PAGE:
ADAPs are discretionary grant programs, dependent on annual funding from Congress, funding which may not correspond to the number of people who need prescription drugs. Therefore, annual federal appropriations and contributions from other sources (such as state funding), determine how many clients ADAPs can serve and the level of services they can provide. When demand for ADAPs exceeds available funding, as has been the case for much of the program, ADAPs have turned to a variety of cost containment measures, including waiting lists, reduced formularies or client eligibility, cost-sharing and/or expenditure limits (monthly or annual). Waiting lists, while not the only indicator of fiscal pressures within ADAPs, have been a steady element of ADAPs since 2002 when tracking began. The number of individuals on ADAP waiting lists reached a high of 1,629 in 11 states in 2004, and has fluctuated over time, most likely a result of variable funding levels and demand for services.6
What Are the Latest Program Trends?
Through a more than 10-year collaborative effort, the National Alliance of State and Territorial AIDS Directors (NASTAD) and the Henry J. Kaiser Family Foundation (Kaiser) have been working to collect data on ADAPs through The National ADAP Monitoring Project, which tracks the program on an annual basis. The most recent report, from April 2008, highlighted several key findings about ADAPs, including the following:7
Figure 2: ADAP Formulary Coverage of Antiretroviral Drugs, December 31, 2007
Among the factors contributing to the easing of past pressures for many states were:
As of the time of this writing, there are still several unknowns concerning the near and longer term outlook for ADAPs. It is still not clear, for example, how the recent changes in the Ryan White Program will affect ADAPs over time. ADAP earmark funding, for instance, is still expected to shift state-by-state as hold harmless requirements (provisions within the Ryan White law that protect jurisdictions from substantial losses in funding) and other provisions in the law play out. This is occurring against the larger backdrop of a more general economic downturn that is impacting state budgets, with many reporting overall budget shortfalls for Fiscal Year 2008 and/or expecting shortfalls for Fiscal Year 2009, which could stand to affect ADAPs.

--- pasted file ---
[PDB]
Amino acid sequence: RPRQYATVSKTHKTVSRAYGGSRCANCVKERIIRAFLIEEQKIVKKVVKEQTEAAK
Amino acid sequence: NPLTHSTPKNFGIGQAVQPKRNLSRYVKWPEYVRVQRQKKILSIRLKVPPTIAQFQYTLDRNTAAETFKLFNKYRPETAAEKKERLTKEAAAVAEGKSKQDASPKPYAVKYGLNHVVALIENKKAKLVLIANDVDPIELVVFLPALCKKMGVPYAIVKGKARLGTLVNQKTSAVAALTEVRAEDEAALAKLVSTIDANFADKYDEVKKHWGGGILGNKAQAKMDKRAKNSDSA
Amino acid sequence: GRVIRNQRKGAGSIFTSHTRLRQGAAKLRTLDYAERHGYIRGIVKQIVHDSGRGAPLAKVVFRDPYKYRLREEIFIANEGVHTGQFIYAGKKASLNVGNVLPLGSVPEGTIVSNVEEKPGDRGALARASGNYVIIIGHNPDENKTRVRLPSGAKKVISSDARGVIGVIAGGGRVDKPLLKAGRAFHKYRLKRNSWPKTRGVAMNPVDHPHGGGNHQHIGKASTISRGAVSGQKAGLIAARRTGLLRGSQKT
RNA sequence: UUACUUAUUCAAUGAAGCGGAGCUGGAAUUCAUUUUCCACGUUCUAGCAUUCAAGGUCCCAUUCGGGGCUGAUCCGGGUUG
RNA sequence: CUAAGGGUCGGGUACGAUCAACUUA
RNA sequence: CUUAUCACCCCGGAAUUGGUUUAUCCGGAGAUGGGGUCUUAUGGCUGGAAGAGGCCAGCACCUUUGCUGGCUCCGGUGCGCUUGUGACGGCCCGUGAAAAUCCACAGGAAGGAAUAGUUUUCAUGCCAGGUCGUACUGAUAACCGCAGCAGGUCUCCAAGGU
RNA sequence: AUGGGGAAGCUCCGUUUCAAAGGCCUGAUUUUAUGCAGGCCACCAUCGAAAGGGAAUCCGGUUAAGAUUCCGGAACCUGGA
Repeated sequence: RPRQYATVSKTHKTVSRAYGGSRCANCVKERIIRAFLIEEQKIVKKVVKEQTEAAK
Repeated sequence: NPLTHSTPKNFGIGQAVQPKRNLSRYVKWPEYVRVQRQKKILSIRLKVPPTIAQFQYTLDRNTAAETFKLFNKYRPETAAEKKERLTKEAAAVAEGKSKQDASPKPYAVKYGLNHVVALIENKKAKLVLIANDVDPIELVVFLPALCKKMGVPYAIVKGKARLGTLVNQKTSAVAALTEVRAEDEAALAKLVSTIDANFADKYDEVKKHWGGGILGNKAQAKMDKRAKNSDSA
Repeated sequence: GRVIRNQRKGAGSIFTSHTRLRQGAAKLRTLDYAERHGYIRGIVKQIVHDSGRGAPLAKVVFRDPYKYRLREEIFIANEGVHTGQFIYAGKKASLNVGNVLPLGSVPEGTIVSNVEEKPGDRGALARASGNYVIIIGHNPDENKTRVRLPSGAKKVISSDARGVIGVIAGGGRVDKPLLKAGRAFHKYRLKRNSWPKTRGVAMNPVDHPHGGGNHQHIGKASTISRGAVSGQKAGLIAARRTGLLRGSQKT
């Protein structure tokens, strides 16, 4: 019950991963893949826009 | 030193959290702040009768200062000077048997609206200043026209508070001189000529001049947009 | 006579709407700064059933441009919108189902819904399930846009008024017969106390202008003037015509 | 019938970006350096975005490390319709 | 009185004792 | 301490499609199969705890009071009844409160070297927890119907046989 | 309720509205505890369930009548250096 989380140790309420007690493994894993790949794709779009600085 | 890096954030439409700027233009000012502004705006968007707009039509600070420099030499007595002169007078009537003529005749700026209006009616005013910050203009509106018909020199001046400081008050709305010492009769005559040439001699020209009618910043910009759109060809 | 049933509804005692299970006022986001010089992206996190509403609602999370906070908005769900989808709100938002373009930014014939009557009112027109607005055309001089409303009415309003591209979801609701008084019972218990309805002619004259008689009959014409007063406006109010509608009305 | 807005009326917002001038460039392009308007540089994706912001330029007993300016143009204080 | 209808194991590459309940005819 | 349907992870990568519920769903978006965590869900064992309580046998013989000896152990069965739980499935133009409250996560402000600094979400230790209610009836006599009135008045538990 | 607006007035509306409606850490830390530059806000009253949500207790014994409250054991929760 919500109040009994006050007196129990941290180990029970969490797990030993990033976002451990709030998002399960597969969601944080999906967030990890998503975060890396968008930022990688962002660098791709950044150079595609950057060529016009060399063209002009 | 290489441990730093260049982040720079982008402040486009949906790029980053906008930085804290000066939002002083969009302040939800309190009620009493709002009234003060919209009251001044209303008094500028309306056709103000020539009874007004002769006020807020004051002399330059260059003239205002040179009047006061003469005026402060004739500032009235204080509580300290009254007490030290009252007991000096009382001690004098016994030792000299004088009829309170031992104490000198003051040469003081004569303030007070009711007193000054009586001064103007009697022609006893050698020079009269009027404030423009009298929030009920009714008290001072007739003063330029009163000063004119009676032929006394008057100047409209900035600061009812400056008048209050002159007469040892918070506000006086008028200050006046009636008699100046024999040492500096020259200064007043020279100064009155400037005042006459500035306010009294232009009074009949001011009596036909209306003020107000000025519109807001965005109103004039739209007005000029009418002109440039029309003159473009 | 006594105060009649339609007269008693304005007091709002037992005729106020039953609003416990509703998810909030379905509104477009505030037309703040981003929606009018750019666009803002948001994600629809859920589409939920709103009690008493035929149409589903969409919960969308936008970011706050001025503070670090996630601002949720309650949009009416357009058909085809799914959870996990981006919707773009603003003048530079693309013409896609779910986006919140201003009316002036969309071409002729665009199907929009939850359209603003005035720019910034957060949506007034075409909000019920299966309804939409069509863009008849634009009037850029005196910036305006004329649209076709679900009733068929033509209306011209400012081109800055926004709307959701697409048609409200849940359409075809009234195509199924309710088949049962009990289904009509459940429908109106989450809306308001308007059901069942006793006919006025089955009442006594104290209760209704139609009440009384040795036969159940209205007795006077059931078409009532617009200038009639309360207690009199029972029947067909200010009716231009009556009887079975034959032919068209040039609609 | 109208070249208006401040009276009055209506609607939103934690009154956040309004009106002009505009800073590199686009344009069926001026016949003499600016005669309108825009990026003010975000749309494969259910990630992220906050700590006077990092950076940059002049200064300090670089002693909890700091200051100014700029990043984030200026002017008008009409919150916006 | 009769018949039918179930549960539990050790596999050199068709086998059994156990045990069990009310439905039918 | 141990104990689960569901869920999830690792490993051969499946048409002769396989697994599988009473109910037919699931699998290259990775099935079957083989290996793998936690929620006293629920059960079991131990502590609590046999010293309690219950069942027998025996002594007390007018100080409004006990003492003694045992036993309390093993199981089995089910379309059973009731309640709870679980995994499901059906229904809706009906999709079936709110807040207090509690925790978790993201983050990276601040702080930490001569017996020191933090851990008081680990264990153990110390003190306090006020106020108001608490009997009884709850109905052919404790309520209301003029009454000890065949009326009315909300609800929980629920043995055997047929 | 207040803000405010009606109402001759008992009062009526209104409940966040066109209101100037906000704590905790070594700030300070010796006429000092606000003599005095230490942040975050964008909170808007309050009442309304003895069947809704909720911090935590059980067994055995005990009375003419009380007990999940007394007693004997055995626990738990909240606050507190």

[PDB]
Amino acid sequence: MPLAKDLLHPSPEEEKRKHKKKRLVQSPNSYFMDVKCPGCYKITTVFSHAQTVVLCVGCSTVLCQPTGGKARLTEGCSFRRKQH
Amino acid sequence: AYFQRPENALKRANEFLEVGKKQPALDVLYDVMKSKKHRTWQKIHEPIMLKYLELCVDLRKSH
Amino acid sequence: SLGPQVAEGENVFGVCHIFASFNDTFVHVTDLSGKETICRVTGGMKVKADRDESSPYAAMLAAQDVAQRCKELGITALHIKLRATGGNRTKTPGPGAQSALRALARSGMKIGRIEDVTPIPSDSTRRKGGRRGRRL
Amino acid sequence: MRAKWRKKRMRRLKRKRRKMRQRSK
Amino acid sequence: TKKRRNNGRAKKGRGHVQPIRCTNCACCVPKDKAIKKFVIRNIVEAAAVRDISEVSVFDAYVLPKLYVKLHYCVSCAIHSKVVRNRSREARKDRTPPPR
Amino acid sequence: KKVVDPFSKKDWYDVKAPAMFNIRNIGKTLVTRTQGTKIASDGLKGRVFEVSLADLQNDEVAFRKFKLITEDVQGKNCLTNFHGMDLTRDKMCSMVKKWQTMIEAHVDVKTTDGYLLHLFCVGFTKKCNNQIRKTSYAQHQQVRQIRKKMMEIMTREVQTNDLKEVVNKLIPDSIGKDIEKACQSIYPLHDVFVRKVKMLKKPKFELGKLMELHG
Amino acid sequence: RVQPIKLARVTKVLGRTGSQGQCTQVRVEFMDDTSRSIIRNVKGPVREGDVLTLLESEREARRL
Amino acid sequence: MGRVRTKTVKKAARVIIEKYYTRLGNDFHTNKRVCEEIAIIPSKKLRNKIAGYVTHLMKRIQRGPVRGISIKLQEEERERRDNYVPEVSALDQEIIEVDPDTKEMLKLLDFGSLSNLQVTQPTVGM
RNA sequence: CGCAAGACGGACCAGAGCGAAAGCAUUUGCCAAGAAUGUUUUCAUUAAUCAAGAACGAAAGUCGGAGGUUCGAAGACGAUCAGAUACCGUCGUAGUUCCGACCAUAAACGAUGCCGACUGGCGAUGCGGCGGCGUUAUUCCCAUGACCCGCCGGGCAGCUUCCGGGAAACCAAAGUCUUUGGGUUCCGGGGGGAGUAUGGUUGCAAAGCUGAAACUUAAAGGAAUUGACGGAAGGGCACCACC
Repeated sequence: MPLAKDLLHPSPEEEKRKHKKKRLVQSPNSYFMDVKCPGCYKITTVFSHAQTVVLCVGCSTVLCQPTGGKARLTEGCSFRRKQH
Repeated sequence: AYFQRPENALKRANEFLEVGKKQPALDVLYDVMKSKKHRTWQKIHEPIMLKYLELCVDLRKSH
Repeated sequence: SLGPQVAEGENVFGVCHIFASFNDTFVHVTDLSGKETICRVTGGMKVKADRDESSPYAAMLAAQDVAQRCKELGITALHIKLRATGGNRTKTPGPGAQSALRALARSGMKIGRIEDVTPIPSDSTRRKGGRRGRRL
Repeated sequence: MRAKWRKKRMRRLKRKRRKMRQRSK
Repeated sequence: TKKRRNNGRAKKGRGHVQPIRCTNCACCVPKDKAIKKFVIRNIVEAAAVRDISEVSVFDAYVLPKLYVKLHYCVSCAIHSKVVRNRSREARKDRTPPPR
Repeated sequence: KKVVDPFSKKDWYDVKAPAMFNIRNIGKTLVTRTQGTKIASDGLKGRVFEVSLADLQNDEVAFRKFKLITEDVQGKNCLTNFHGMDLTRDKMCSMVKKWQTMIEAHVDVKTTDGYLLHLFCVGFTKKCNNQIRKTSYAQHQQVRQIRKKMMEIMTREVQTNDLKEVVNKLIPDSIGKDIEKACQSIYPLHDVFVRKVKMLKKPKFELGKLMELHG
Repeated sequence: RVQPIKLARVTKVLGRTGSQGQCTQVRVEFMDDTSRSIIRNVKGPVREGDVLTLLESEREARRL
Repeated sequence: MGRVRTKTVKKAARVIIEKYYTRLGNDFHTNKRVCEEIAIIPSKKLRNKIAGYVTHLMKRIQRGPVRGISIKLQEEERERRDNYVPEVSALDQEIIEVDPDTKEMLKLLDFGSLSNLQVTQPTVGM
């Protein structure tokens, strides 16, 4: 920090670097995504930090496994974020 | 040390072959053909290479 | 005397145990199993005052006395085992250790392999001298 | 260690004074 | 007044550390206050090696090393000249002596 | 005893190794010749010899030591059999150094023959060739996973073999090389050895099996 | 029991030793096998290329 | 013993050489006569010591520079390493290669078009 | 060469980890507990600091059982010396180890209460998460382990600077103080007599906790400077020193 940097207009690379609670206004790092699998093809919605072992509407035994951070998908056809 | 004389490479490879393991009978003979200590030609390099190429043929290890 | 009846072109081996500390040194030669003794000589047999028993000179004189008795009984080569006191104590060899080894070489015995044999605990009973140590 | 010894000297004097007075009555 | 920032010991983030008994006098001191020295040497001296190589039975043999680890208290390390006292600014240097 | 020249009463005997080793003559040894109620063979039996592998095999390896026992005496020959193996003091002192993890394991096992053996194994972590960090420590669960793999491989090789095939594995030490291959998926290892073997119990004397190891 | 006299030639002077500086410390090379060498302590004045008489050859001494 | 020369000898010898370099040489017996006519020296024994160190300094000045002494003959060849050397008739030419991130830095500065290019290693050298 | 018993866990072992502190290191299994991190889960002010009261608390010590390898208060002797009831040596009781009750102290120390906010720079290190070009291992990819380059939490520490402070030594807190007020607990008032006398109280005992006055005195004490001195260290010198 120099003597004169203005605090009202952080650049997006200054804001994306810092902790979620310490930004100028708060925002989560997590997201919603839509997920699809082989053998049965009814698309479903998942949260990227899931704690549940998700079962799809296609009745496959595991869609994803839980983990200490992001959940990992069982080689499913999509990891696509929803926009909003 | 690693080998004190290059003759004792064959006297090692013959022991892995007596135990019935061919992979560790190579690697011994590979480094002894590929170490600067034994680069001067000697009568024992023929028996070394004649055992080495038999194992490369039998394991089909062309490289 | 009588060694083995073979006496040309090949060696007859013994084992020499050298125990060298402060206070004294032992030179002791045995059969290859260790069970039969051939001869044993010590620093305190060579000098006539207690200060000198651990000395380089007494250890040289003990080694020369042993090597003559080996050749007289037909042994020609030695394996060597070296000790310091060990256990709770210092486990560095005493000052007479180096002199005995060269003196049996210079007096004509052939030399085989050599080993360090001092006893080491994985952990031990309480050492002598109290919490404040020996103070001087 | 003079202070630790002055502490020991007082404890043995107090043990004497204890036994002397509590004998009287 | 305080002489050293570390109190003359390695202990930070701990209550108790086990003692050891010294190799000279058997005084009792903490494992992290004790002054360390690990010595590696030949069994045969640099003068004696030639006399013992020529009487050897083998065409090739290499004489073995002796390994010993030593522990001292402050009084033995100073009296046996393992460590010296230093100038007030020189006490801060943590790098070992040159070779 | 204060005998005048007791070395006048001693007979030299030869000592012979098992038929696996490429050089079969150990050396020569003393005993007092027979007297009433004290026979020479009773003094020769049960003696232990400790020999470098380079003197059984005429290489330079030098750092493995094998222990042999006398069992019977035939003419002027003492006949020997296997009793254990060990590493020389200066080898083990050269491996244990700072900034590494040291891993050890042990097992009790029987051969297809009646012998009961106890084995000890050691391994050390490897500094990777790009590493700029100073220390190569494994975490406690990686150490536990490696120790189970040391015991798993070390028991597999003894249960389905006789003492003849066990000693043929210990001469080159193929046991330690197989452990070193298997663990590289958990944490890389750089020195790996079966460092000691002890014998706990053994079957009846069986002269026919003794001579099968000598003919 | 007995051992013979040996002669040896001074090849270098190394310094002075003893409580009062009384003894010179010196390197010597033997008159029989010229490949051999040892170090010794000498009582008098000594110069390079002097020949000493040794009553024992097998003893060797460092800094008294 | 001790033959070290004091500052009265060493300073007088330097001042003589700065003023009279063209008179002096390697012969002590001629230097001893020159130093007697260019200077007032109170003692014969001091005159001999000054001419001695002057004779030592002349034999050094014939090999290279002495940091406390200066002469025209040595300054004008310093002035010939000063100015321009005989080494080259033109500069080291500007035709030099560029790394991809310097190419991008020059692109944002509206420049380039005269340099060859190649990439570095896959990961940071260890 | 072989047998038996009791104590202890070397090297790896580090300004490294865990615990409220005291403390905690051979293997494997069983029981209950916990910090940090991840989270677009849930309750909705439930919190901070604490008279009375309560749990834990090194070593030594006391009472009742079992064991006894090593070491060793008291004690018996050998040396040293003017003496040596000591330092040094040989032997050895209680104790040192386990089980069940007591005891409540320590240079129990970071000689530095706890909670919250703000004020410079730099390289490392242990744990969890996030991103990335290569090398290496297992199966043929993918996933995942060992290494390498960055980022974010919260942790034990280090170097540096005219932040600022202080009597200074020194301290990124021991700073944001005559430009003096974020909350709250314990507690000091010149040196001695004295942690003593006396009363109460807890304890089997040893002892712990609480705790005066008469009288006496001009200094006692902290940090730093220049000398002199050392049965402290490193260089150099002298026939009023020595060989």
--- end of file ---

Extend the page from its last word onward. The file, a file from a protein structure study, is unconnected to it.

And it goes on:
In addition, Fiscal Year 2009 Congressional appropriations for ADAP have still not been completed by Congress. Both the House and Senate have proposed increases of approximately three percent over current levels, but differences between them must now be resolved. The pending national election could bring changes as well, with both presumptive Presidential nominees having mentioned the need to further address the growing HIV epidemic in the U.S. Furthermore, there is ongoing discussion nationally and at the state level about the need for broader health reform, and any changes in the larger health system will stand to affect ADAPs. What is clear is that ADAPs have and will continue to play a critical role in providing prescription medications to people with HIV/AIDS in the U.S. who would otherwise have nowhere else to go.
ADAPs have been highly successful in meeting the needs of uninsured and underinsured Americans with HIV. As the new President, Congress and states seek to affect changes in health care, the role of ADAP as a safety net program in our nation's larger health care system remains critical and must be at the forefront of health care reform discussions.
Murray Penner is Deputy Executive Director at the National Alliance of State and Territorial AIDS Directors (NASTAD).
Jen Kates is Vice President and Director of HIV Policy at the Kaiser Family Foundation.
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This article was provided by Gay Men's Health Crisis. It is a part of the publication GMHC Treatment Issues. Visit GMHC's website to find out more about their activities, publications and services.